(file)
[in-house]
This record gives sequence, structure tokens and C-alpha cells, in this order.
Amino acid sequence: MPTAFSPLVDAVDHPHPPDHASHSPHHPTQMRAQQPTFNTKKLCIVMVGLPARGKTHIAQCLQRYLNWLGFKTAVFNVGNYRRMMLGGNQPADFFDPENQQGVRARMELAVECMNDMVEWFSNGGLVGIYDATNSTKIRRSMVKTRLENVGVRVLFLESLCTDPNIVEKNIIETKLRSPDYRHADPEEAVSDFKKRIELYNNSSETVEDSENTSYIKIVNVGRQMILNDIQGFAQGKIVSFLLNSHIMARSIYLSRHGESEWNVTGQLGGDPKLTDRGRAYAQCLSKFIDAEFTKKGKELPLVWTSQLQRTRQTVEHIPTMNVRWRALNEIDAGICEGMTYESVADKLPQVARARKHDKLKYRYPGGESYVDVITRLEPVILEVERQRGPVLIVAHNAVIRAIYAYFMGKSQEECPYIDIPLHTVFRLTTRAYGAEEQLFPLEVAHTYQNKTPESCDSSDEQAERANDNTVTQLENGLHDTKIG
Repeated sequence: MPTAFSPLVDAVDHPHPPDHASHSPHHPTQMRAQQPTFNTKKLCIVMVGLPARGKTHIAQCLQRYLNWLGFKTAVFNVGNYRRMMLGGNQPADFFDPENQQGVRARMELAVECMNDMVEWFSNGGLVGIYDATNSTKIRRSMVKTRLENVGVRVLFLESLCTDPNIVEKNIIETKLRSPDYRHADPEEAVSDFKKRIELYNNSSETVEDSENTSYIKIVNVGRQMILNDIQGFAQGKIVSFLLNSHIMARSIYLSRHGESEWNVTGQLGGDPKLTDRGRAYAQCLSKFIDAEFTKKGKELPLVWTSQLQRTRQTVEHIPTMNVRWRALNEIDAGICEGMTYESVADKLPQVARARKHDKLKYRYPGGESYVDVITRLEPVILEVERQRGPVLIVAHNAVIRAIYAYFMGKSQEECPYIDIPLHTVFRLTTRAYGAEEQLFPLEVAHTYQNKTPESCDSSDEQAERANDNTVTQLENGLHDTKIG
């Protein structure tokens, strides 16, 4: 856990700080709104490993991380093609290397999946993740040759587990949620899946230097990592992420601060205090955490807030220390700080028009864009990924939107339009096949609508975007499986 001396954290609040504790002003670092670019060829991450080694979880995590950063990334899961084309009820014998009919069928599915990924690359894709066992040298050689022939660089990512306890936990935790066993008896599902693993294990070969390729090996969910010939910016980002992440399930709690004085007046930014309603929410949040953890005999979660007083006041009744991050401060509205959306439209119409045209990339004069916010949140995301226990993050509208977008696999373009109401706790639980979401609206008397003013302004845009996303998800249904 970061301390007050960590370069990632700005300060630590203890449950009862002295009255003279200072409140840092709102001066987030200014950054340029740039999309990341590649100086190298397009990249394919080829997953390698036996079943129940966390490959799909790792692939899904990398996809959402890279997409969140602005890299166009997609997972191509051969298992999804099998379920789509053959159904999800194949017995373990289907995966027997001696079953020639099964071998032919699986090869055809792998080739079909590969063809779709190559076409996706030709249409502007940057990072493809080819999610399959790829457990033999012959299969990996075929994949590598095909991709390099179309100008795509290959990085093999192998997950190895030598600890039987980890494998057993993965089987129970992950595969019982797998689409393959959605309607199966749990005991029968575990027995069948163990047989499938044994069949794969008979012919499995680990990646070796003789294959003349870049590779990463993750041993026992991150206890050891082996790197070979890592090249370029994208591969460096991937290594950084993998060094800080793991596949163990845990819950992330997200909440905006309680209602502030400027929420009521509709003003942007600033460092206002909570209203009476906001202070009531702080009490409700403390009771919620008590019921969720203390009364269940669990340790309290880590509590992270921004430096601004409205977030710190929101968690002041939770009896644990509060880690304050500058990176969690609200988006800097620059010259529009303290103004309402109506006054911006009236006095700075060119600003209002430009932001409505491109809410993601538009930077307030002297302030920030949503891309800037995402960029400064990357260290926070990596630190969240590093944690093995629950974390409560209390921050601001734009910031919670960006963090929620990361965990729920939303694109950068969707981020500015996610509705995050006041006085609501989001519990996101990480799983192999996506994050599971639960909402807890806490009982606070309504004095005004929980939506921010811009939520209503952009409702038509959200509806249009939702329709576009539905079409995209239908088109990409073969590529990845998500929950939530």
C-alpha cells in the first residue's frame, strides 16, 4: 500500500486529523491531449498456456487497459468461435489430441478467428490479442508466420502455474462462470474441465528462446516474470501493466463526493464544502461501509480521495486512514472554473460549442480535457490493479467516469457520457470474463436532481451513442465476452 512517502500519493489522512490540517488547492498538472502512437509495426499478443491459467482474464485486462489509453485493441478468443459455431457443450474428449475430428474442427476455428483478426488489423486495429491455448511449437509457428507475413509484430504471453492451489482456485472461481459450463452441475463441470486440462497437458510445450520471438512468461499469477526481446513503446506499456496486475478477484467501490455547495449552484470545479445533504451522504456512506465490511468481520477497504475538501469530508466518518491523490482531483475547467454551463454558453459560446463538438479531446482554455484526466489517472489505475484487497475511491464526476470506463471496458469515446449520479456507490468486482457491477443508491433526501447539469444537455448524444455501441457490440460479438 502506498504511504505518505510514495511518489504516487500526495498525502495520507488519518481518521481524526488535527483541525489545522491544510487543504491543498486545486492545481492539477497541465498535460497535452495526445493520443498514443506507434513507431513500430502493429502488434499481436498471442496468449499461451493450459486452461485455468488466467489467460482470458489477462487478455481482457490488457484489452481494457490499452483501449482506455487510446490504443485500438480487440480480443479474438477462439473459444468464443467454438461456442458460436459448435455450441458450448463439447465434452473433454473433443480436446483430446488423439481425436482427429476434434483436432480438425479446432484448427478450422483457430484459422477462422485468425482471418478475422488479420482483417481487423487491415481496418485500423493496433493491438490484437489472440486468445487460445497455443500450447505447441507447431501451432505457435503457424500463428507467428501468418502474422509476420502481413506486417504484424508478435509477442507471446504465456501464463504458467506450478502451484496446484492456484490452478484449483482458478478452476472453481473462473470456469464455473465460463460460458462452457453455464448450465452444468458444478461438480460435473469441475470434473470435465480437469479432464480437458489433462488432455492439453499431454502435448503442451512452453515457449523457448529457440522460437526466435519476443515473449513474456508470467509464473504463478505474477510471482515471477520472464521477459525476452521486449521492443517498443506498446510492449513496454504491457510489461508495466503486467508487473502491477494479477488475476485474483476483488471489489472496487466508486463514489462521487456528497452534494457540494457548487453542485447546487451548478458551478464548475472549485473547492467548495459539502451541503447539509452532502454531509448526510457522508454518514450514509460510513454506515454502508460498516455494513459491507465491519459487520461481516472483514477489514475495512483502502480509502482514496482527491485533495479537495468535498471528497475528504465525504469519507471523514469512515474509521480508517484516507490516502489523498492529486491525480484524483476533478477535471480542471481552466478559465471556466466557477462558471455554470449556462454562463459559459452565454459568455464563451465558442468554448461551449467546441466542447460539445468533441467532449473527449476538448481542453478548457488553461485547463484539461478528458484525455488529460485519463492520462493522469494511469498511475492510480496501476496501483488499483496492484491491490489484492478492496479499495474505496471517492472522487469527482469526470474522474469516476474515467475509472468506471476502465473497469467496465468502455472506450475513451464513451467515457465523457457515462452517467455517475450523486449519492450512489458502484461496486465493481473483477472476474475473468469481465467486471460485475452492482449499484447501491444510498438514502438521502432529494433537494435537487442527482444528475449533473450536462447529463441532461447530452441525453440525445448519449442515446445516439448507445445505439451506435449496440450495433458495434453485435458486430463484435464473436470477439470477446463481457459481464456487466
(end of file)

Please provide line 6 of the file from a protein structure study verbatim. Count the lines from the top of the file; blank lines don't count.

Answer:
C-alpha cells in the first residue's frame, strides 16, 4: 500500500486529523491531449498456456487497459468461435489430441478467428490479442508466420502455474462462470474441465528462446516474470501493466463526493464544502461501509480521495486512514472554473460549442480535457490493479467516469457520457470474463436532481451513442465476452 512517502500519493489522512490540517488547492498538472502512437509495426499478443491459467482474464485486462489509453485493441478468443459455431457443450474428449475430428474442427476455428483478426488489423486495429491455448511449437509457428507475413509484430504471453492451489482456485472461481459450463452441475463441470486440462497437458510445450520471438512468461499469477526481446513503446506499456496486475478477484467501490455547495449552484470545479445533504451522504456512506465490511468481520477497504475538501469530508466518518491523490482531483475547467454551463454558453459560446463538438479531446482554455484526466489517472489505475484487497475511491464526476470506463471496458469515446449520479456507490468486482457491477443508491433526501447539469444537455448524444455501441457490440460479438 502506498504511504505518505510514495511518489504516487500526495498525502495520507488519518481518521481524526488535527483541525489545522491544510487543504491543498486545486492545481492539477497541465498535460497535452495526445493520443498514443506507434513507431513500430502493429502488434499481436498471442496468449499461451493450459486452461485455468488466467489467460482470458489477462487478455481482457490488457484489452481494457490499452483501449482506455487510446490504443485500438480487440480480443479474438477462439473459444468464443467454438461456442458460436459448435455450441458450448463439447465434452473433454473433443480436446483430446488423439481425436482427429476434434483436432480438425479446432484448427478450422483457430484459422477462422485468425482471418478475422488479420482483417481487423487491415481496418485500423493496433493491438490484437489472440486468445487460445497455443500450447505447441507447431501451432505457435503457424500463428507467428501468418502474422509476420502481413506486417504484424508478435509477442507471446504465456501464463504458467506450478502451484496446484492456484490452478484449483482458478478452476472453481473462473470456469464455473465460463460460458462452457453455464448450465452444468458444478461438480460435473469441475470434473470435465480437469479432464480437458489433462488432455492439453499431454502435448503442451512452453515457449523457448529457440522460437526466435519476443515473449513474456508470467509464473504463478505474477510471482515471477520472464521477459525476452521486449521492443517498443506498446510492449513496454504491457510489461508495466503486467508487473502491477494479477488475476485474483476483488471489489472496487466508486463514489462521487456528497452534494457540494457548487453542485447546487451548478458551478464548475472549485473547492467548495459539502451541503447539509452532502454531509448526510457522508454518514450514509460510513454506515454502508460498516455494513459491507465491519459487520461481516472483514477489514475495512483502502480509502482514496482527491485533495479537495468535498471528497475528504465525504469519507471523514469512515474509521480508517484516507490516502489523498492529486491525480484524483476533478477535471480542471481552466478559465471556466466557477462558471455554470449556462454562463459559459452565454459568455464563451465558442468554448461551449467546441466542447460539445468533441467532449473527449476538448481542453478548457488553461485547463484539461478528458484525455488529460485519463492520462493522469494511469498511475492510480496501476496501483488499483496492484491491490489484492478492496479499495474505496471517492472522487469527482469526470474522474469516476474515467475509472468506471476502465473497469467496465468502455472506450475513451464513451467515457465523457457515462452517467455517475450523486449519492450512489458502484461496486465493481473483477472476474475473468469481465467486471460485475452492482449499484447501491444510498438514502438521502432529494433537494435537487442527482444528475449533473450536462447529463441532461447530452441525453440525445448519449442515446445516439448507445445505439451506435449496440450495433458495434453485435458486430463484435464473436470477439470477446463481457459481464456487466